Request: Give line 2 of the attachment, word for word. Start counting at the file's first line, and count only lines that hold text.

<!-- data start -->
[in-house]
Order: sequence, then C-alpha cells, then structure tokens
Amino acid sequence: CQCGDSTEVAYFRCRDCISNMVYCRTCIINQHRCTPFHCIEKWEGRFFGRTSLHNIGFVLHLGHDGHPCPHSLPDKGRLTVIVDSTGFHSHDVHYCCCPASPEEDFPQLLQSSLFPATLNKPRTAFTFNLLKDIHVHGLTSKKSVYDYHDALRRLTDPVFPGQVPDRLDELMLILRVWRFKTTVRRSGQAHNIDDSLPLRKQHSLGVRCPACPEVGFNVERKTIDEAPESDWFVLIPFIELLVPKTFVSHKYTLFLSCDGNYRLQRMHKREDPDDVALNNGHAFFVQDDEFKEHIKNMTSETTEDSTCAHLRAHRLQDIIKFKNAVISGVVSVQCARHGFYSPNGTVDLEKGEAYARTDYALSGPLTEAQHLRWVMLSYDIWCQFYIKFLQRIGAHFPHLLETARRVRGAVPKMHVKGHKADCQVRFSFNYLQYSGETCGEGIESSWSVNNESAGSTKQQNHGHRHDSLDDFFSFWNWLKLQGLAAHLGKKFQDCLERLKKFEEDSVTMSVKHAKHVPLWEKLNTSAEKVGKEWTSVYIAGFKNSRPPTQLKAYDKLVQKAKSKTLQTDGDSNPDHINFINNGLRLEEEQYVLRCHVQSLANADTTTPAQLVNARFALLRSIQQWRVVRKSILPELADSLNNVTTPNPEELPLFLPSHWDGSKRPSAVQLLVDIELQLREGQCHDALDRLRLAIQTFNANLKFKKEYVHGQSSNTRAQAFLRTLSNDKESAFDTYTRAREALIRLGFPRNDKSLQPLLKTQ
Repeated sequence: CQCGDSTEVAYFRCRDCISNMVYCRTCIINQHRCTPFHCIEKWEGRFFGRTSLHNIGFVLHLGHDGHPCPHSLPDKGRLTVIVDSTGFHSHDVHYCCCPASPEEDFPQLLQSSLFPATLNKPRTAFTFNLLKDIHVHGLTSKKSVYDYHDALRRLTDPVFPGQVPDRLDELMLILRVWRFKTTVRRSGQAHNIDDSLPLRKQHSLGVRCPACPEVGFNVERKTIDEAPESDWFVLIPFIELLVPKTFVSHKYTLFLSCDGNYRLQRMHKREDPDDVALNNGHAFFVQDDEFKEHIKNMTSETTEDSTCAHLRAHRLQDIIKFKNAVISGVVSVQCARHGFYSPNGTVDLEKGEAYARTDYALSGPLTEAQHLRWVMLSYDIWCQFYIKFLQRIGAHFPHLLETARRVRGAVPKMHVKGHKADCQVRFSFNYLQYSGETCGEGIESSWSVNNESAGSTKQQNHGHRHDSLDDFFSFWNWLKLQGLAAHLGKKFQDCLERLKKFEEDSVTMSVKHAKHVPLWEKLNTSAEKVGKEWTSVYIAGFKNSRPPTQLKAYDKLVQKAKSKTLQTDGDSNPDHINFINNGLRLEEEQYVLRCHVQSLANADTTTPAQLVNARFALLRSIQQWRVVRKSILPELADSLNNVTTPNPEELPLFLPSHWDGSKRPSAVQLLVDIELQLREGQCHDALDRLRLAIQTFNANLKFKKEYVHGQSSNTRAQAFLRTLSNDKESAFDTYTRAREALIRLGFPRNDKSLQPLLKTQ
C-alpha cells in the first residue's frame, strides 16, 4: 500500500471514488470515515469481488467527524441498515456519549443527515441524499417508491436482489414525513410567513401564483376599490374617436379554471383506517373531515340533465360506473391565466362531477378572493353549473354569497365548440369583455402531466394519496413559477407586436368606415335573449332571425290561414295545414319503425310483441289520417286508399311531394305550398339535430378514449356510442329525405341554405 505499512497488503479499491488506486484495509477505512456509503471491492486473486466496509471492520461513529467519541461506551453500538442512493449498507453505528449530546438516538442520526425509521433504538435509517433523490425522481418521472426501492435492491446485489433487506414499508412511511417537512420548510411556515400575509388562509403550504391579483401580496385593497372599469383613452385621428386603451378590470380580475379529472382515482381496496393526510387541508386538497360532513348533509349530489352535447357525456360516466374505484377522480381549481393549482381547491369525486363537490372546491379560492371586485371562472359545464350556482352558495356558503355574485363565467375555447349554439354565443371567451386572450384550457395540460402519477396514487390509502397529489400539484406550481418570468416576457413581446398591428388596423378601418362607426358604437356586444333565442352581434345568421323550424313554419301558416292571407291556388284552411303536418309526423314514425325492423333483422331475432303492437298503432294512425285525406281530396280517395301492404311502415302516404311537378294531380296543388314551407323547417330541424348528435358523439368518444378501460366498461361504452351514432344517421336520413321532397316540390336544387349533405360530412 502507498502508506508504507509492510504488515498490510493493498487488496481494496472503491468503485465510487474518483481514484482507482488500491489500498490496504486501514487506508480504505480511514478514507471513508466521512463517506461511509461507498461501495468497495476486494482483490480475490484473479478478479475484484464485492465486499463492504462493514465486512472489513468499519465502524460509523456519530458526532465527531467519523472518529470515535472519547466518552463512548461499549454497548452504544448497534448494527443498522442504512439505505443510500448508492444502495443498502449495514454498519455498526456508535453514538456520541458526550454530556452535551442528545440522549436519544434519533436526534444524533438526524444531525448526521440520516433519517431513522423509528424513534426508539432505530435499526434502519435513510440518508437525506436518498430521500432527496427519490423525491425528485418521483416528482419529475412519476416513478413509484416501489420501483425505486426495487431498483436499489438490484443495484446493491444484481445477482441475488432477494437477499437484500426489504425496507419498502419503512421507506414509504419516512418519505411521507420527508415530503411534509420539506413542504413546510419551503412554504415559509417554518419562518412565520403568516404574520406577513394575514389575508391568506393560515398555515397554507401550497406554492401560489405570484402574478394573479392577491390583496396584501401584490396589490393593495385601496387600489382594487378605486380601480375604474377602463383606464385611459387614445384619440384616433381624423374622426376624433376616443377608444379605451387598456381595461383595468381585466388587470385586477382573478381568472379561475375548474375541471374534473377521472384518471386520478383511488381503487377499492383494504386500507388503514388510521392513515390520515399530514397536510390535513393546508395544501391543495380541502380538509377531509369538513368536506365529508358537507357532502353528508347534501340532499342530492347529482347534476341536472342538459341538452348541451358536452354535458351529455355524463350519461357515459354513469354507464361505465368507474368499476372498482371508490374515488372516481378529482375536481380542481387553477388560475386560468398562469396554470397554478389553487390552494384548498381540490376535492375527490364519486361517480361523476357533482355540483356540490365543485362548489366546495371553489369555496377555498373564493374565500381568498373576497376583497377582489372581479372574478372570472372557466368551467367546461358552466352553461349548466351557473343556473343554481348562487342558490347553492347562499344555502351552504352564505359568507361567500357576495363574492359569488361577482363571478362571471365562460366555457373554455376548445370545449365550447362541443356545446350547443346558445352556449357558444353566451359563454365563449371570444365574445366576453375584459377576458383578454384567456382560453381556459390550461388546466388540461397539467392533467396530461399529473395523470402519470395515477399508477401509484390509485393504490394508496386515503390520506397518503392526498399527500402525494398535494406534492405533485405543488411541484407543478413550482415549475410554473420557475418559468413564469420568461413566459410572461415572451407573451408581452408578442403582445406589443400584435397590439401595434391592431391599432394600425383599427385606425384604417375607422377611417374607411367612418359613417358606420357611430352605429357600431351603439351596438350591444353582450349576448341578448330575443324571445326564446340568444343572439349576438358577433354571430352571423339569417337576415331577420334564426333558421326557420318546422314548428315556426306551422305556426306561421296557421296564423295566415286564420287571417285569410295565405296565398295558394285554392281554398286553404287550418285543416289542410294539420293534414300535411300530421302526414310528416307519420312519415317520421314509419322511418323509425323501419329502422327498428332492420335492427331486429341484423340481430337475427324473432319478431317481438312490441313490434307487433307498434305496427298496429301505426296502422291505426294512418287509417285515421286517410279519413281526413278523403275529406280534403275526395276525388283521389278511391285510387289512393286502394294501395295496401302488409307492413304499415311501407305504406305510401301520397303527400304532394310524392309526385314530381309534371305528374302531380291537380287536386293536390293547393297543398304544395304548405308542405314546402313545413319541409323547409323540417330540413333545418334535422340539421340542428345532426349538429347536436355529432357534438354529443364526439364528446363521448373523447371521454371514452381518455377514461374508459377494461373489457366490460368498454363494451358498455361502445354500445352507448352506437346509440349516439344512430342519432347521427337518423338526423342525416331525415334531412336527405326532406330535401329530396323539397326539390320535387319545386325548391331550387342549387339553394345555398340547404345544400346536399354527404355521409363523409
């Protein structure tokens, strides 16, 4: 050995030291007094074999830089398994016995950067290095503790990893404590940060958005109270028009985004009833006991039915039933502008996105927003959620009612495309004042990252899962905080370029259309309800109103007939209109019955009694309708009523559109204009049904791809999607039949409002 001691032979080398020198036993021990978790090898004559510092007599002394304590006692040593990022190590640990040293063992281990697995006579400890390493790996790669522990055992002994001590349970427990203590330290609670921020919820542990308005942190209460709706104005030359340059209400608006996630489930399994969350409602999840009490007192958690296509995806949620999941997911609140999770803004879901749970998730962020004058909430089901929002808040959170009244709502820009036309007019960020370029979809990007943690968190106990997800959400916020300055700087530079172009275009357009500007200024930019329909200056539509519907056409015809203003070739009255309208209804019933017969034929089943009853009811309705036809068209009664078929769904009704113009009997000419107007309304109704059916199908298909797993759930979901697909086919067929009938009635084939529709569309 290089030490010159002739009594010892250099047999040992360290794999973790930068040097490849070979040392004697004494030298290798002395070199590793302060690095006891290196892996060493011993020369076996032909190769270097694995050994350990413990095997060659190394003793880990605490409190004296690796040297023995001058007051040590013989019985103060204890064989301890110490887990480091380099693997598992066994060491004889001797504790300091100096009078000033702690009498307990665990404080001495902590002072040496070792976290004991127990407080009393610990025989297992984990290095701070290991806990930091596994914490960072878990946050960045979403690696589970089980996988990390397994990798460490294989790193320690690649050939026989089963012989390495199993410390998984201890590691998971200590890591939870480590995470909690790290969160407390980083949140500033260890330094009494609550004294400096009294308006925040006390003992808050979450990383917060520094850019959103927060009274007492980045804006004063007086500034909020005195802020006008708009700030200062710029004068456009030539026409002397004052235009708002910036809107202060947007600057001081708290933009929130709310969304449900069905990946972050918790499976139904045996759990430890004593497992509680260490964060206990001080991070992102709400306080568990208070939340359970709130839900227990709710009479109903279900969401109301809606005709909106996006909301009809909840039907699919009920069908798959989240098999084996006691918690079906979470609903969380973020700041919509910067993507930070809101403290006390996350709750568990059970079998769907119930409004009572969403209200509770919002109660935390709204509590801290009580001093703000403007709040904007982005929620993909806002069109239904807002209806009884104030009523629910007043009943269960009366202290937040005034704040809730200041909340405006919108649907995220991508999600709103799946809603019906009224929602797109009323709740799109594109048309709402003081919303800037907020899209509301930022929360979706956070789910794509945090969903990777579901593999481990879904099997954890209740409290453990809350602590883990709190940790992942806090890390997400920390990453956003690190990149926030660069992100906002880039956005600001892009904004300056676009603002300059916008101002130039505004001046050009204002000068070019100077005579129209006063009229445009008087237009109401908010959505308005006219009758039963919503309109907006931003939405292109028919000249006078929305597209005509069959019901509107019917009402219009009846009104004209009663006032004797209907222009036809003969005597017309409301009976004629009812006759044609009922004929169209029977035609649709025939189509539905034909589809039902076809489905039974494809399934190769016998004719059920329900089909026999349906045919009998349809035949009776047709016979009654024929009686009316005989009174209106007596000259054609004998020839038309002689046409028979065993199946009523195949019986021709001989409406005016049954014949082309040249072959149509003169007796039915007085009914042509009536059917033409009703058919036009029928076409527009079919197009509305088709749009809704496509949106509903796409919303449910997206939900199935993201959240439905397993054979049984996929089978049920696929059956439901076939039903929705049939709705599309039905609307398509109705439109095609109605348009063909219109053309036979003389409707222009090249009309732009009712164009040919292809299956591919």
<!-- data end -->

Order: sequence, then C-alpha cells, then structure tokens